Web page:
Scrubbing Students’ Digital Identity

November 22nd, 2013 by Andrea Bennett

Should checking social media profiles be part of the application process?

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The Responsibility Project

If you’re helping your high school student with early college applications, there’s another thing you might want to add to the checklist: doing a social media check. At least, that’s according to the results of research from Kaplan Test Prep.

In the study, 381 college admissions officers answered a Kaplan telephone questionnaire, and 31 percent of them said they had visited an applicant’s Facebook or other personal social media page to learn more about them – an increase of 5 percentage points over last year. Additionally, 30 percent of the admissions officers said that they had discovered information online that had negatively affected an applicant’s prospects for attending the college.

While employers often check social media pages, The New York Times’ Natasha Singer writes, colleges’ lack of formal policy about how they supplement students’ applications with online research is troubling. “Given the impulsiveness of teenagers […] the idea that admissions officers would covertly nose around the social media posts of prospective students seems more chilling,” she writes.

Bradley S. Shear, a lawyer specializing in social media law, told Singer that the trend is a problem because colleges might incorrectly identify the account of a person with the same name as belonging to the applicant, potentially leading to unfair treatment. “Often, false and misleading content online is taken as fact,” he said.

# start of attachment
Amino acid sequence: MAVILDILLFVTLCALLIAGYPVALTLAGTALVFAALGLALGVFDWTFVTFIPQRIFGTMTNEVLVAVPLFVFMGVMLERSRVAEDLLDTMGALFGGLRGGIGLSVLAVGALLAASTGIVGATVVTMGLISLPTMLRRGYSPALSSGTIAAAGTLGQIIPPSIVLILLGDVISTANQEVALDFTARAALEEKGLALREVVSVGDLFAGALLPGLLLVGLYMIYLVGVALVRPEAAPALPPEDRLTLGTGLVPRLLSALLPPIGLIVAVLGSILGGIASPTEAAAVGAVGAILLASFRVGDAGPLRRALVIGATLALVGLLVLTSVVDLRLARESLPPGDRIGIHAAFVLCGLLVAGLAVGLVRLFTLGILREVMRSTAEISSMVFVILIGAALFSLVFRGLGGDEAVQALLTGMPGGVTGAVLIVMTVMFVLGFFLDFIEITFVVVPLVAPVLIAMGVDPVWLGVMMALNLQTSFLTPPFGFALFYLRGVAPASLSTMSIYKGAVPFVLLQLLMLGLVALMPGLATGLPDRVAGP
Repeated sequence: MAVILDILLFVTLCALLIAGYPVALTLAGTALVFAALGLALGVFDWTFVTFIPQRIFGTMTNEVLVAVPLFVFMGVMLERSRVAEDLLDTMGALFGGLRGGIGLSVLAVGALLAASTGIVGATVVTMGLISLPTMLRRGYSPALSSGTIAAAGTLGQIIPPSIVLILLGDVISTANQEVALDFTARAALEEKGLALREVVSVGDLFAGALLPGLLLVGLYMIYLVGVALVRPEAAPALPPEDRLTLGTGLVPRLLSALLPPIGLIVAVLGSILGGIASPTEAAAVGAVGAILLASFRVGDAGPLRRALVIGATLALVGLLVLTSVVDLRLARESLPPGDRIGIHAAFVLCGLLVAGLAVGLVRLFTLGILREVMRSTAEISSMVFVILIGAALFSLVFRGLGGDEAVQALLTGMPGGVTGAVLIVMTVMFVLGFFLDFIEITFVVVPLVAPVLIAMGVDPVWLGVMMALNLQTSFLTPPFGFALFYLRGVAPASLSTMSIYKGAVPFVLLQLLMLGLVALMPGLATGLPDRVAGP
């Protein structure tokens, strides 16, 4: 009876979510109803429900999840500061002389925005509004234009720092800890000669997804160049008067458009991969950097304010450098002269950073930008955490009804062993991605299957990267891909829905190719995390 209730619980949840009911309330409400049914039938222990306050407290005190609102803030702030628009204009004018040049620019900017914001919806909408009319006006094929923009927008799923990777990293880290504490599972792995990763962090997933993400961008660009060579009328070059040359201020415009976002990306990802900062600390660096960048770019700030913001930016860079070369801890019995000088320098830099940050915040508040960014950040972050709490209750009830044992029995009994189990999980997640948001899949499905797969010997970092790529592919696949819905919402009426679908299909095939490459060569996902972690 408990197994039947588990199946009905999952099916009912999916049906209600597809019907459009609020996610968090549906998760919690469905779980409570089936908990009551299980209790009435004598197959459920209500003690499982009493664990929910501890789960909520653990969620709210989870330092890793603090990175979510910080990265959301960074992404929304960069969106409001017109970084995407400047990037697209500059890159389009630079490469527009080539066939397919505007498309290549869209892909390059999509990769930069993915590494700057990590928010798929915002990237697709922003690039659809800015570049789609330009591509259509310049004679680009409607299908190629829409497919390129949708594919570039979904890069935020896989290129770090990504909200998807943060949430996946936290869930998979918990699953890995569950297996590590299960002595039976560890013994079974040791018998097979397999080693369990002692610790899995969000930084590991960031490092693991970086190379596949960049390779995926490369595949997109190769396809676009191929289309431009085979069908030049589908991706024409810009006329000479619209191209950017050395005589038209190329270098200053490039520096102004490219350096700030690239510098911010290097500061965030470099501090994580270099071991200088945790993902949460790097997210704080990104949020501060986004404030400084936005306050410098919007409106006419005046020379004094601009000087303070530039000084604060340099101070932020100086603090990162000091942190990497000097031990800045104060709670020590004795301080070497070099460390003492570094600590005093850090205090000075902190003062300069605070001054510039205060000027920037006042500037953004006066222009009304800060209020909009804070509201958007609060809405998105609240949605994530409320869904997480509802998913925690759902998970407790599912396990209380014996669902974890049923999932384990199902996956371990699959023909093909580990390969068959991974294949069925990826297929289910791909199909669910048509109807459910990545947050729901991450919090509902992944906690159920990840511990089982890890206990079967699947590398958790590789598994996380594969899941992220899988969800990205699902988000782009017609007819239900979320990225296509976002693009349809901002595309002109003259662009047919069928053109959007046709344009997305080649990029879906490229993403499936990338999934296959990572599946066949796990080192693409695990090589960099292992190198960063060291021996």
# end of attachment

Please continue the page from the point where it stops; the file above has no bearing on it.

The concerns prompted Singer to call admissions officers at 20 colleges and universities – half of which agreed to interviews. They varied widely on their approach toward using social media – from not using it at all in the admissions process to, in the case of Pitzer College in Claremont, Calif., actually denying a student entrance for offensive comments he had made about a high school teacher. The admissions officials had been notified by a current undergrad that the student seeking admission, who he had befriended on Facebook, had made the comments online.

But even colleges’ policies on telling students why they were denied admission differed, Singer notes. Some didn’t notify students that their social media was to blame; others did.

As for “sanitizing” social media, Singer writes that high school guidance counselors are now tutoring students in “scrubbing their digital identities” by deleting alcohol-related posts or pictures and creating socially acceptable email addresses. Should students actively amend their social media in the absence of formalized policy? Weigh in.